Monday, October 25, 2010

Lockdown by Walter Dean Myers

Lockdown. I can’t think of a title more appealing to many of the students I meet at Bridges. One copy is currently missing from our school library after I went out of my way to book talk it on the occasion of the recent announcement that it was a National Book Award finalist. (Stay tuned on November 17th when the winner is announced!) It doesn’t hurt that the cover is enticing too. Readers may have to make it to the second chapter to get hooked, but the entire novel is filled with Myers’ signature telling details, humor, and mission to transport the reader to familiar and unfamiliar territory through the eyes of a young man from Harlem.

In this iteration we meet Reese who finds himself doing time in an upstate juvenile detention facility. Unusually, Reese has been selected as the pilot participant of an experimental new work-release program, and is confronted with the very real challenges that stop him from what might seem to outsiders and policy makers to be an easy path to success.

For those who are familiar with Myers’ oeuvre, Lockdown reads like a cross betweenMonster and The Mouse Rap. Like Monster, Lockdown provides keen insight into the mentality of the denizens of the obscured world that is a secure juvenile detention center. The novel, which I can only guess has been at least several years in the making, comes at a time when more public attention is turned to New York’s state-run juvenile detention facilities than ever before. Lockdown is a timely walk in a resident’s shoes, and should appeal not only to the young people who can relate to Reese, but to the reading public who are curious and remain largely in the dark regarding what life is like for the residents of these facilities.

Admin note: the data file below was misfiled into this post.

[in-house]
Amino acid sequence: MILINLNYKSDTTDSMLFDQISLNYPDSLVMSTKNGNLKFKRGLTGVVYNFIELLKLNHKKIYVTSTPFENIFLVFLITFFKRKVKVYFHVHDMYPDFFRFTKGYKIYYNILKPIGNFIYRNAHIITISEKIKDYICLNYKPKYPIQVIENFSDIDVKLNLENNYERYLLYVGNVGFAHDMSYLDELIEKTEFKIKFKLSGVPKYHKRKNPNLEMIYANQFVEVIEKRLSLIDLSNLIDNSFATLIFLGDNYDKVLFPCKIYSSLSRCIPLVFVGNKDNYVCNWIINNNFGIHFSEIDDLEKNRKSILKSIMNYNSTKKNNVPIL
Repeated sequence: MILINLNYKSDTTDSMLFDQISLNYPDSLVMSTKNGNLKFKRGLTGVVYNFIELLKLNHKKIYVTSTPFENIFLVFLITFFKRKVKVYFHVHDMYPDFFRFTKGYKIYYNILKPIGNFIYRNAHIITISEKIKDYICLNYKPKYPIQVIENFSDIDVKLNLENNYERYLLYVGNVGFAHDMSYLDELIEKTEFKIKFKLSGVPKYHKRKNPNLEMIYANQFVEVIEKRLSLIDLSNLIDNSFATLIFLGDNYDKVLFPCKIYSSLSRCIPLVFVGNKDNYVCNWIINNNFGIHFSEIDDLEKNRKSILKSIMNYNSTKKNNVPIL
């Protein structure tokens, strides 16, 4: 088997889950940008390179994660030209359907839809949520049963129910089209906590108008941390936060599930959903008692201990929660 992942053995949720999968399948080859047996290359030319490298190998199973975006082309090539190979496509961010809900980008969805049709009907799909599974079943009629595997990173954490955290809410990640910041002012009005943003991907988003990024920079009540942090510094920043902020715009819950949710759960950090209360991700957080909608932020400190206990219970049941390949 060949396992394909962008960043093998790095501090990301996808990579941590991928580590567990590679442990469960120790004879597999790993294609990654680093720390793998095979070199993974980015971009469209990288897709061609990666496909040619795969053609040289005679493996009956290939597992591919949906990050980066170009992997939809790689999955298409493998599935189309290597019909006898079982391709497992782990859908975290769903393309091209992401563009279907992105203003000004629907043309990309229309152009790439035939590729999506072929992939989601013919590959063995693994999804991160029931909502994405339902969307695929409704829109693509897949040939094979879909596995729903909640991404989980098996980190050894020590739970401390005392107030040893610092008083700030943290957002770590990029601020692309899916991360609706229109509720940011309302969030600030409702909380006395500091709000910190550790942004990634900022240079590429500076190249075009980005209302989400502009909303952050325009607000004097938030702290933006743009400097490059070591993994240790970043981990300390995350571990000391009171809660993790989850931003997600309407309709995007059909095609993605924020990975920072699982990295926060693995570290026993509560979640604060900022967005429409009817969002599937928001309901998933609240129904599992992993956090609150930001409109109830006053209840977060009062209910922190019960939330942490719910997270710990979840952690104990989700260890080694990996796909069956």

Adults who give this book to incarcerated young folks should expect readers to express frustration at the lack of a happy ending. Walter Dean Myers continues his remarkable service to citizens of all ages as a public intellectual.

Myers, Walter Dean. Lockdown. New York: HarperCollins, 2010.

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